***Update: 6/22/2019 - It's fitting that I'm just noticing now (in Summer) that I didn't actually push the "publish" button on this back in Winter. Doh! As I recall, this deck made for some very long games. In several games, I held on turn after turn by bouncing the threat with the Time Elemental until I topdecked enough answers to turn the tide.
As we kick off another year, I plan to explore the old school format by building a new deck each month. I expect some cards will show up in a lot of decks, but the goal is to build a deck with a different theme or a different method of executing a theme every month. I'll play the same deck through the entire month and then switch it up to something new when the month ends. Twelve months, twelve decks.
For January, it seems appropriate to build a deck that features Winter Orb. White with a splash of Blue makes for a great prison deck that pushes the theme of a soul-crushing winter, covered in ice and snow. The main win condition is the icy hand of the old winter gods closing around you as the last remaining embers of the fire die out. And robots. Because, if there's anything I love to jam in Old School, it's robots.
Sunday, June 9, 2019
|A reanimated Shivan Dragon with two Howling Mines? I'll take it!|
That means I'm about halfway through my plan to build and play a new Old School deck every month for the year.
Digging deep into my collection, I've been able to build all kinds of different decks with different play patterns during the first half of the year. But a couple of things are clear. Robots are the bees knees. I want to play aggressively. And, splashing colors is for tournament play.
Robots are the bees knees.
In Old School Magic, there's a handful of creatures at each casting cost that are relatively easy to evaluate in the small card pool. Shivan Dragon, for example, at 6cmc (4RR) compares to Tetravus at 6cmc (all colorless). They both fly. But the Dragon is 5/5 and has firebreathing for the same cost. It's also not an artifact, so it dodges an entire class of removal spells (Disenchant, Shatter, etc.).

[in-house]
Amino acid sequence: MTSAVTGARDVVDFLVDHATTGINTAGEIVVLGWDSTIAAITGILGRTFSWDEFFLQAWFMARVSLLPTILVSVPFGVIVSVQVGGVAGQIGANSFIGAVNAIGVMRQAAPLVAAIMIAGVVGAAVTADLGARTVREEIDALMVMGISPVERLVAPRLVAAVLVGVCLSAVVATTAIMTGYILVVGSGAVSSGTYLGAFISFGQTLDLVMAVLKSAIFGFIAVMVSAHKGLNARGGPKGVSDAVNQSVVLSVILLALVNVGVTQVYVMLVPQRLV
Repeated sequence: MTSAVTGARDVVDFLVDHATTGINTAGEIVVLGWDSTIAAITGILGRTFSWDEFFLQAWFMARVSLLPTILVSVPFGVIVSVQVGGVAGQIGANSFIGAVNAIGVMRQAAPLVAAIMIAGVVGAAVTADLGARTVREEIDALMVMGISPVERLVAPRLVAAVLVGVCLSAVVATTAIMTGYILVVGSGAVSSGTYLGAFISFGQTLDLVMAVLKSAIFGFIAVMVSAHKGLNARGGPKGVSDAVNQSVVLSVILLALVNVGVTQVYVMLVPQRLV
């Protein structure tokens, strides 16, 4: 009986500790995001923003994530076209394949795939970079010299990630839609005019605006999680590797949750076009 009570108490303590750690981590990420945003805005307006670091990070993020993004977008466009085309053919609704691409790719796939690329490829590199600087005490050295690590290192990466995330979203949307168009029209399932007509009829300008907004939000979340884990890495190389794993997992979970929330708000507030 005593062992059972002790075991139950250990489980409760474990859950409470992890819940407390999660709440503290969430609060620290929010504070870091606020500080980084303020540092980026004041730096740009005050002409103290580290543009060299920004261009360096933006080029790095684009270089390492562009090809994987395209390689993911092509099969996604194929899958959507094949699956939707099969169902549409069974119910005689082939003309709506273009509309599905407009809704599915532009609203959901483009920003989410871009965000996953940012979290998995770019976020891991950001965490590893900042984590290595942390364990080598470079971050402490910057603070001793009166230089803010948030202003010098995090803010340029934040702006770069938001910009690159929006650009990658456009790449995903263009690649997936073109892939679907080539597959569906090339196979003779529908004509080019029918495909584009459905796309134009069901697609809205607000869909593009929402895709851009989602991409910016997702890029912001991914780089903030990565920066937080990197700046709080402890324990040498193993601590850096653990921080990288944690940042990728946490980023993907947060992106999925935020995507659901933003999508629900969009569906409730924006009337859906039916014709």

In many cases, playing out a Shivan is going to be more directly powerful than playing out a Tetravus. But the robot has all these neat little tricks! It has cool synergy with Tawnos' Coffin, Hell's Caretaker, Priest of Yawgmoth, Sage of Lat-Nam, and more. It can make a wall of flying blockers to buy you time. Plus, I think it looks neat. It rings all my bells. Same with Triskelion. The amount of synergies with that guy is amazing. On top of that, Juggernaut and Su-Chi both have great power-to-mana ratios. Throw in a Clockwork Avian and Jade Statue or two and you've got an entire deck of robots, ready to rumble, no matter what color you are playing.
I want to play aggressively.
I always gravitated to the control role. My guess is because the games felt more like a puzzle. With control, you are engaged in a way that forces you to consider all the nooks and crannies of how things will play out. There's ample room for bluffing. The control role asks you to engage with the game. But now, I just want to slam creatures into the red zone and burn things.
Why the switch? Probably because I don't get to play that often. Slamming into the red zone is either going to work or it's not. Sure, there are still combat tricks to know. There's still understanding when to play into the board, when to hold back, and how to calculate a lethal attack while planning for tricks and the swing back. But it feels like it's more forgiving. And even if that is an illusion, it's a quicker turn most of the time. A lot of the decisions are focused on the combat step and getting the math right.
Splashing colors is for tournament play.
I'm all for people building decks the way they want to. I wouldn't want someone telling me the "right way" to build my decks. What I'm saying is that I find myself saying, "Of course I need to splash black for Mind Twist and Demonic Tutor." Or, "Of course I need to splash blue for Ancestral Recall." We all know there are powerful cards in this format, so powerful that it is likely "right" to splash a color just to run them. And other than Blood Moon, there's little reason not to splash for those spells. They are that good.